I am getting very rusty. Four months of not having to think very hard has left me mentally blunted.
This became very obvious in an interview the other day. I was being quizzed on my structured credit knowledge, and facts and figures that three months ago I could recite in my sleep seemed to have seeped out of my brain.
I was like a tired old boxer unable to match the sharp reactions of my interviewers as they probed with ever more menace at my addled mind. The worst thing about it is that I didn't see it coming. I thought I was still fresh and tuned in to the market, but too much time at home has taken its toll.
Put it this way, the hour-long interview seemed to take an eternity and I felt physically shaken upon leaving, not an experience I want to repeat. So I have decided to dedicate some time to revising a few topics to keep myself in tip-top condition.
In fact, I have reached a stage where I am getting extremely frustrated with the whole job-hunting process at the moment, not because opportunities are thin on the ground but because at the crux point of each job the true nature of the role emerges.
Three times in the last week I have been discussing roles with recruiters, and just when I seem to be getting my hopes up some enormous elephant in the room is revealed that changes the whole picture. It is enormously discouraging.
At one interview this week we were discussing an equity stake in the company as part of the package, which sounded of interest, only for the entire nature of the proposed corporate structure to be revealed. Getting to this point had taken hours of discussions and endless meetings. Once the true deal was revealed, the facts made the job far less attractive and a non-starter from my point of view.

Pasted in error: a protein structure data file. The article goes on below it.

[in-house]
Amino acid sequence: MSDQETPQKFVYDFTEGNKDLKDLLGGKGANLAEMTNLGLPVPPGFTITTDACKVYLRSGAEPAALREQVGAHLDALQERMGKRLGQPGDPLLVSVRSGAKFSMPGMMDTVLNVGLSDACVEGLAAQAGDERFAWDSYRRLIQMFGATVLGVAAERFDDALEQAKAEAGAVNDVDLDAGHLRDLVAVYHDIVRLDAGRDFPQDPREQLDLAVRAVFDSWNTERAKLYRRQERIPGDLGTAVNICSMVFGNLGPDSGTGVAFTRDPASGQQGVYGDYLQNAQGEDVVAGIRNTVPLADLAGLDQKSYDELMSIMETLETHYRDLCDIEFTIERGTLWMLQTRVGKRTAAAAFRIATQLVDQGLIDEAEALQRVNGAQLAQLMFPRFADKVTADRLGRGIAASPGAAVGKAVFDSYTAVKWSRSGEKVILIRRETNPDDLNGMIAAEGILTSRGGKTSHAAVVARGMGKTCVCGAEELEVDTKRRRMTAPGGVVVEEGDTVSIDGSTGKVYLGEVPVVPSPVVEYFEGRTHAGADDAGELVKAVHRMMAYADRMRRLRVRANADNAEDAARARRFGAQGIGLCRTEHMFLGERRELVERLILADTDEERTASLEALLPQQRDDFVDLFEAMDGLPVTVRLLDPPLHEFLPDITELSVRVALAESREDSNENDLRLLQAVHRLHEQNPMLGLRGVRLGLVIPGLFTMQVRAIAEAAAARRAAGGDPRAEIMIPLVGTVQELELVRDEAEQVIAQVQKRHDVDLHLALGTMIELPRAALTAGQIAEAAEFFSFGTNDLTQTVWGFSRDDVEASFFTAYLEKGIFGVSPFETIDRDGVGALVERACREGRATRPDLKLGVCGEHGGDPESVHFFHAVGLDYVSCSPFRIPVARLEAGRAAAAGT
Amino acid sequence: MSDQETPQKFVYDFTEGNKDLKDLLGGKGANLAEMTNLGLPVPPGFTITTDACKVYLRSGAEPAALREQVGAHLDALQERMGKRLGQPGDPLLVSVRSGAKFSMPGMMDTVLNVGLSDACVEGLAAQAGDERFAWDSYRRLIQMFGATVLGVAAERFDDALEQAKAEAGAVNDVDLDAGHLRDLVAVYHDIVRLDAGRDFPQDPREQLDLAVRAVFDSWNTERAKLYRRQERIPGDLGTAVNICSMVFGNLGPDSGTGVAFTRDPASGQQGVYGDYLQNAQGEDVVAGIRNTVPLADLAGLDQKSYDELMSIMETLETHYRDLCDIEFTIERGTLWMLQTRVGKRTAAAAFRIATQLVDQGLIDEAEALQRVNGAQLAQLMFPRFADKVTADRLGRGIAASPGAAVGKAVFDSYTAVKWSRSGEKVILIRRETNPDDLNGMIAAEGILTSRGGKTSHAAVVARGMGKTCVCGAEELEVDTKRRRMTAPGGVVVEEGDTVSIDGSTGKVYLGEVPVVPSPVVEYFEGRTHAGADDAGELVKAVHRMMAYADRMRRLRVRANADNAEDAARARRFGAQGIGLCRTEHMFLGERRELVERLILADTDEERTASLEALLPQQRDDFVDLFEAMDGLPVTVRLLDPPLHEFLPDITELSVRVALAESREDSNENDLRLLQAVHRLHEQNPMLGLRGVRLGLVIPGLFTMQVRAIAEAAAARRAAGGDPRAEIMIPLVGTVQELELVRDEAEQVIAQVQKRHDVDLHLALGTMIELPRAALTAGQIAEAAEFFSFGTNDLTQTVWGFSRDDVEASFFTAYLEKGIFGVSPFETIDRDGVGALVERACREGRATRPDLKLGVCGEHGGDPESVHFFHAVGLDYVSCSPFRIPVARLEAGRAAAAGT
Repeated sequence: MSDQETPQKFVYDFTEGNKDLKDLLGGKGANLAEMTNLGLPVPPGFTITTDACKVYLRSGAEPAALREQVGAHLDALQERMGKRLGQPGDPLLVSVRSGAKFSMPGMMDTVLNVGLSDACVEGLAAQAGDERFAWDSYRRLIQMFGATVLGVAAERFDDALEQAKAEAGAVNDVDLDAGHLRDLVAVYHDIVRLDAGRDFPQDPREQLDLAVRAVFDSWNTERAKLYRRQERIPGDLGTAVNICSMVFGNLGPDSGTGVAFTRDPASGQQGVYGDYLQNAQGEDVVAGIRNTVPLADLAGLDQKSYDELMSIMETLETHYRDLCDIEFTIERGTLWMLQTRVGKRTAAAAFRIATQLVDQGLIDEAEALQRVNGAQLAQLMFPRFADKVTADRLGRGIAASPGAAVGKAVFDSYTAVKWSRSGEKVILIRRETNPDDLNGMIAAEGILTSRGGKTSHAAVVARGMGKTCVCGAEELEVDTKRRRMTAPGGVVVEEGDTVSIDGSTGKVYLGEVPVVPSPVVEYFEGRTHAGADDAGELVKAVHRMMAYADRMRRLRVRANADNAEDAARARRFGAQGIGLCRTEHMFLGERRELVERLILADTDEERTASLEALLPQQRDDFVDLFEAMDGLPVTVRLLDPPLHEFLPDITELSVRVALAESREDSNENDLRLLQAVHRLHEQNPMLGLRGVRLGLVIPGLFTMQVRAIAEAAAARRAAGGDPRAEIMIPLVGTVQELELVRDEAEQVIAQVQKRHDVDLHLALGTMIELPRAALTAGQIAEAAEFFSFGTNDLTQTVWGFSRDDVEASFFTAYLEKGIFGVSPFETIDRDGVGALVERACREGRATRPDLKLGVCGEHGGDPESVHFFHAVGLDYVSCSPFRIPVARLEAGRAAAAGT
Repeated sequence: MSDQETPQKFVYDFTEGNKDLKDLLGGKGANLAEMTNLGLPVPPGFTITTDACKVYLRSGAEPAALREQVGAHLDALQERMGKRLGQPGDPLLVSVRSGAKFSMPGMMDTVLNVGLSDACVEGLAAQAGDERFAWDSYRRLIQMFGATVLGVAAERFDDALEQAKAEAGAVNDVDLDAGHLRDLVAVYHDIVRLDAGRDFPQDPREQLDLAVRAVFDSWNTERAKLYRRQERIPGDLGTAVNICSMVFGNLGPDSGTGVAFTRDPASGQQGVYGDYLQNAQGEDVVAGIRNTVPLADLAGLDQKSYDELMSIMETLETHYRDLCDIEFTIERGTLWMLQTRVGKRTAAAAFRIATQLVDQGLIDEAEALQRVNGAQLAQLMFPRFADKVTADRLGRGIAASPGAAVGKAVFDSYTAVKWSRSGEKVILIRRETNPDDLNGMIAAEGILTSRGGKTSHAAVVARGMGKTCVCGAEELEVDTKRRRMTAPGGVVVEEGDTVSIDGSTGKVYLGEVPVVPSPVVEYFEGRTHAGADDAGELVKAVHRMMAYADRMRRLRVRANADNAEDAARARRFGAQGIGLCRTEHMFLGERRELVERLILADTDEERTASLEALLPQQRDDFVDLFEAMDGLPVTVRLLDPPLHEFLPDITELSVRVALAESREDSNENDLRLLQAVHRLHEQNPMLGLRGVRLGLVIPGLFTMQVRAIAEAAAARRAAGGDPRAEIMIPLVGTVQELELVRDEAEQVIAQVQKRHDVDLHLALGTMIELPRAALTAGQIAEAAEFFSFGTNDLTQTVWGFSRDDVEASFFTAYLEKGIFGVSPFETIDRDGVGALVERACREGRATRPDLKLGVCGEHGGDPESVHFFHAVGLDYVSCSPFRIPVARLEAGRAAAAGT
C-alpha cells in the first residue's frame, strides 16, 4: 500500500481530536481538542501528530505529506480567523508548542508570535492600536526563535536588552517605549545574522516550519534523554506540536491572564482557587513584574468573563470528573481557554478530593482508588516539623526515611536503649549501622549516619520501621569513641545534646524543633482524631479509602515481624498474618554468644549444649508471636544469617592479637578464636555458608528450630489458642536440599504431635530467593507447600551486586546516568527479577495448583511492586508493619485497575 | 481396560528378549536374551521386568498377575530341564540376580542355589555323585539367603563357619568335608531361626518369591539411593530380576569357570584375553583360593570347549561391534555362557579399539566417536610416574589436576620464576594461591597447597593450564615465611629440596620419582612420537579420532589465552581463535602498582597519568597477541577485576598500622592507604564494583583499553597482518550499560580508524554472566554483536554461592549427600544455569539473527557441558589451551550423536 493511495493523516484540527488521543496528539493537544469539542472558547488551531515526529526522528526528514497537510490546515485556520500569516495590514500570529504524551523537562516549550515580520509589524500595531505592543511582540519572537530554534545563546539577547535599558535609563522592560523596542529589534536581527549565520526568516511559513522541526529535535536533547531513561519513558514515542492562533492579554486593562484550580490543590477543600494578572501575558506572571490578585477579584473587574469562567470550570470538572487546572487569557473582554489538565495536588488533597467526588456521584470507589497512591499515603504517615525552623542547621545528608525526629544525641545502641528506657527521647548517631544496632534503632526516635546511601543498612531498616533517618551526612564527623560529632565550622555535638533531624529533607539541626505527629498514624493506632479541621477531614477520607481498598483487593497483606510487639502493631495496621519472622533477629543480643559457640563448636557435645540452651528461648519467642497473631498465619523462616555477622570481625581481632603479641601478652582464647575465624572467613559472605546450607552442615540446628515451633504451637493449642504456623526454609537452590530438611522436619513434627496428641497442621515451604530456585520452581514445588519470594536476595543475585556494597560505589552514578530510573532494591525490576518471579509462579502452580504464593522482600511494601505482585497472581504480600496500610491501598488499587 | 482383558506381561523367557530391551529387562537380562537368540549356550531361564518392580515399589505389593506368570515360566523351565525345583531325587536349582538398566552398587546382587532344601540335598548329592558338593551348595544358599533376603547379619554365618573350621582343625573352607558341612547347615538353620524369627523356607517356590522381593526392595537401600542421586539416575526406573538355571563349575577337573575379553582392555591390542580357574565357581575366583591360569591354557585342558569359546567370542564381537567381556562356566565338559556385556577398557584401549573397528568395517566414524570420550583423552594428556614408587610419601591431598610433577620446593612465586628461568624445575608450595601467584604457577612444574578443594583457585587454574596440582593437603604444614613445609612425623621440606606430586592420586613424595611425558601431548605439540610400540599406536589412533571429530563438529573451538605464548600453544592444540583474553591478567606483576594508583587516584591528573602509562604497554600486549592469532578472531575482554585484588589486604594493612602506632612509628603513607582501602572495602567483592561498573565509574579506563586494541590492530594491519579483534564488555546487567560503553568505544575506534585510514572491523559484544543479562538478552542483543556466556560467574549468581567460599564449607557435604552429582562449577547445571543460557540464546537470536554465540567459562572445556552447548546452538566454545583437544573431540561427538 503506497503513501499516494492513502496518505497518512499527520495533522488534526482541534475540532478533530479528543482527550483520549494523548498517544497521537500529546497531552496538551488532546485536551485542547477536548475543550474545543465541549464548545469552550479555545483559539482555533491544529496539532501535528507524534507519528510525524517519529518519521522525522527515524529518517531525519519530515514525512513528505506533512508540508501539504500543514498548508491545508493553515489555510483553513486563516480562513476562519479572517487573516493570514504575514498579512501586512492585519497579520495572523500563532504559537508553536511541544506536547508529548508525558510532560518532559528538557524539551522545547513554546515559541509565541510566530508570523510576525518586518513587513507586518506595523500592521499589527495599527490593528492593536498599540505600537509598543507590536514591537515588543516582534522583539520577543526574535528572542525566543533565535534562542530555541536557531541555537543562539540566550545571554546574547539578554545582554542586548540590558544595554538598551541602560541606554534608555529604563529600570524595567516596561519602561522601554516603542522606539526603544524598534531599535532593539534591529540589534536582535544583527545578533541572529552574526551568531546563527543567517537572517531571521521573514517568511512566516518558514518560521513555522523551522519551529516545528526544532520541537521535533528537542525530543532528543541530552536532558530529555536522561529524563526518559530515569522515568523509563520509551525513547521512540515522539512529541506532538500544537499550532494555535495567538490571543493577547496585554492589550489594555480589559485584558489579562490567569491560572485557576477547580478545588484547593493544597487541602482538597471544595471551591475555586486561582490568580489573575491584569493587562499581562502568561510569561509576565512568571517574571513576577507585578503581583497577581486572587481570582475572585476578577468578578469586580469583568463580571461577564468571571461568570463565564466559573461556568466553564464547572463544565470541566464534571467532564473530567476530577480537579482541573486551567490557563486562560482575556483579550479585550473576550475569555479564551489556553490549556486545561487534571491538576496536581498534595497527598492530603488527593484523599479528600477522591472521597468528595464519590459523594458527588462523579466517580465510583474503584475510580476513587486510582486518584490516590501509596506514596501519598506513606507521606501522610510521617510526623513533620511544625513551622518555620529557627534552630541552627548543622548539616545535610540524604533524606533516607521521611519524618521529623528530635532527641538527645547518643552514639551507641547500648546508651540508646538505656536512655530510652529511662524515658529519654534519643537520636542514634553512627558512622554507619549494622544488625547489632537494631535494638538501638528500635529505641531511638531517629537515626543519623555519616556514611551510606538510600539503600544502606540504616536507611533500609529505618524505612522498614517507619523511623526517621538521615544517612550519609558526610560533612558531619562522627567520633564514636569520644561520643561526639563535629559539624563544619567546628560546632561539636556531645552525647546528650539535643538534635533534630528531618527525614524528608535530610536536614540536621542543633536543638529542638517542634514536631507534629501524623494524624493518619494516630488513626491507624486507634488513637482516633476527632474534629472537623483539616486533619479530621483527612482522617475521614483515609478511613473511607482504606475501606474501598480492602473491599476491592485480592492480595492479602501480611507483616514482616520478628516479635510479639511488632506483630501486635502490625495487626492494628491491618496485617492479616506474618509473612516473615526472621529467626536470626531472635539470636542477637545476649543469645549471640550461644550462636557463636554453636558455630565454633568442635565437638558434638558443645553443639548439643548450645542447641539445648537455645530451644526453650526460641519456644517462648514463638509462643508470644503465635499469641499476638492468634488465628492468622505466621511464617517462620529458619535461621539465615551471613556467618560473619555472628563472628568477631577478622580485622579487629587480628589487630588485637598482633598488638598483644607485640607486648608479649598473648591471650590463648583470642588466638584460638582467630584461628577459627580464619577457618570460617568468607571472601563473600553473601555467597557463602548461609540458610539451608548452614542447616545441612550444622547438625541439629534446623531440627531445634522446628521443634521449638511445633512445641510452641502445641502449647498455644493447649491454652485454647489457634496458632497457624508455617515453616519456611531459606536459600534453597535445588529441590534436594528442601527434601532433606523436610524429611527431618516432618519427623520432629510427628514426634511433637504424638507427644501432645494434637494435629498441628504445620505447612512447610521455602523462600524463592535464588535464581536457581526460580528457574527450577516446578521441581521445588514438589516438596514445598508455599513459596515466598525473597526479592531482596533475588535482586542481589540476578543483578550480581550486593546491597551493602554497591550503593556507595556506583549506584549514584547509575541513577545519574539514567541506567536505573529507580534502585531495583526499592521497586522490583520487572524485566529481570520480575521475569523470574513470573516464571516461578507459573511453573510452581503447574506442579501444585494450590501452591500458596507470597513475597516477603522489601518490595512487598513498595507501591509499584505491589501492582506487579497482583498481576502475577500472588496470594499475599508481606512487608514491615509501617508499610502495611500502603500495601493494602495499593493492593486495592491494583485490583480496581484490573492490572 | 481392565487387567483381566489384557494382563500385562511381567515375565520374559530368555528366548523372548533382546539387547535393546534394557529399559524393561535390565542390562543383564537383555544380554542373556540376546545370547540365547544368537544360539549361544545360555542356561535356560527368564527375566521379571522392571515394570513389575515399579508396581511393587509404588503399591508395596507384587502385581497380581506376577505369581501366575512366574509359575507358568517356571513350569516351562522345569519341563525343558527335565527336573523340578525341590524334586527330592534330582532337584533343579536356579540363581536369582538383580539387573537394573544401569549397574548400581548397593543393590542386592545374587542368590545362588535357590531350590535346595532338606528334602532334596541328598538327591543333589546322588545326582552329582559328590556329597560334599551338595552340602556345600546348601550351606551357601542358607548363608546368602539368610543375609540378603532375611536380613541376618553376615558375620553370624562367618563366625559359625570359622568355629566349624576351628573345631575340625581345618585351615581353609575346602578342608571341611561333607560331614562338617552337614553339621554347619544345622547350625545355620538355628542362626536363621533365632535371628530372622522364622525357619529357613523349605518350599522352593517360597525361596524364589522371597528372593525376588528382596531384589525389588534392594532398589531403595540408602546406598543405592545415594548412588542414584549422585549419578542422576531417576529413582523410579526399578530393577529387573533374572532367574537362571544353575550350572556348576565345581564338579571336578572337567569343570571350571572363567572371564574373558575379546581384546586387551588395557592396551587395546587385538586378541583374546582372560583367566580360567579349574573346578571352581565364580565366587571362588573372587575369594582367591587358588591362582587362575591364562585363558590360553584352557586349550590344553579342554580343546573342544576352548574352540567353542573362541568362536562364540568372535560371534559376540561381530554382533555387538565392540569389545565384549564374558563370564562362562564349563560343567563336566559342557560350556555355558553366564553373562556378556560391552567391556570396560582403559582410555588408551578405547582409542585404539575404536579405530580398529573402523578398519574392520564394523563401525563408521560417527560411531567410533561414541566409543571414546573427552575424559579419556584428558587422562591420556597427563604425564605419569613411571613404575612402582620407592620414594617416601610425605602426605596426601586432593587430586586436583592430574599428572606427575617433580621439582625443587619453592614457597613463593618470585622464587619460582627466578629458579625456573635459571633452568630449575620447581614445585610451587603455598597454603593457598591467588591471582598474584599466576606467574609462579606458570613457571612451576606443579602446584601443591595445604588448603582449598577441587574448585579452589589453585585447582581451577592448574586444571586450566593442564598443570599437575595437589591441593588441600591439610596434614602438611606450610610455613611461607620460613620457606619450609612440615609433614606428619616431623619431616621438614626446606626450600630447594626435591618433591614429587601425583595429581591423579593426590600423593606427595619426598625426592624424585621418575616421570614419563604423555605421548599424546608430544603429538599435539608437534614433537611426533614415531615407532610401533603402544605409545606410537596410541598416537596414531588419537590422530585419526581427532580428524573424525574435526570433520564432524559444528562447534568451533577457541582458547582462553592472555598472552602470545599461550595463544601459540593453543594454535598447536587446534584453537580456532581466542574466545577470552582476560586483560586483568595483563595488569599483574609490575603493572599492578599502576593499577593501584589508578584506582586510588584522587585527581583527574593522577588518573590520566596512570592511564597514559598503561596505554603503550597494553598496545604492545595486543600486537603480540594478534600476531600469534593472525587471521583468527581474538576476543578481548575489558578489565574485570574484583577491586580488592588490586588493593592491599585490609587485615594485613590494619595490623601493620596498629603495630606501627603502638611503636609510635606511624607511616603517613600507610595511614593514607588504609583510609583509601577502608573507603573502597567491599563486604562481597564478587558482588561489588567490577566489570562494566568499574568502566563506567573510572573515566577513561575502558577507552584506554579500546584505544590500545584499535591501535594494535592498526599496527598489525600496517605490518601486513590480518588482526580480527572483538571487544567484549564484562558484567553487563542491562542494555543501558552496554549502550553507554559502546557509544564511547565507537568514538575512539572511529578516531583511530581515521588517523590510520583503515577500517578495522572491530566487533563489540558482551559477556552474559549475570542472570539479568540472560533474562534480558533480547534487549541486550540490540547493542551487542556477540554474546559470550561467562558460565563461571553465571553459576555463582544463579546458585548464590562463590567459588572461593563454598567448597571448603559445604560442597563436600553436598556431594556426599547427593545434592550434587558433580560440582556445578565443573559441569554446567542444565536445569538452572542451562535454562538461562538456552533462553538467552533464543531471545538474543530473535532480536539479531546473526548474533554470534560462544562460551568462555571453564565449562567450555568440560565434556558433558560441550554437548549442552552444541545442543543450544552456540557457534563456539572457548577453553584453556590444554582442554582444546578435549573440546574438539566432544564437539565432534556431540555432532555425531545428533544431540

The whole thing is almost more frustrating than falling at the first hurdle - just when you think you are almost over the line, the rules of the game seem to shift. I accept that it is my fault for not getting the facts straight from the offset, but in many cases the format of the interview has been more of a vague chat than a structured clear discussion in which hard facts like precise salary are hammered down.
The truth is I need to be harsher and nail down these facts at the very start of the process - lesson learnt.
Like many banks around the City, my previous employer required 35% of bonuses to be invested within a staff retention plan targeted at keeping key employees loyal during the boom times.
Upon redundancy, this money remains tied into the scheme. The irony of being forced to keep money in a scheme to promote loyalty post-redundancy is particularly galling. Worse still, the scheme does not allow switching of funds.
Therefore, whilst I have been out of work the value of the funds continues to slide and there is not a single thing I can do about it. It would appear that loyalty is very much a one-way street in the banking industry.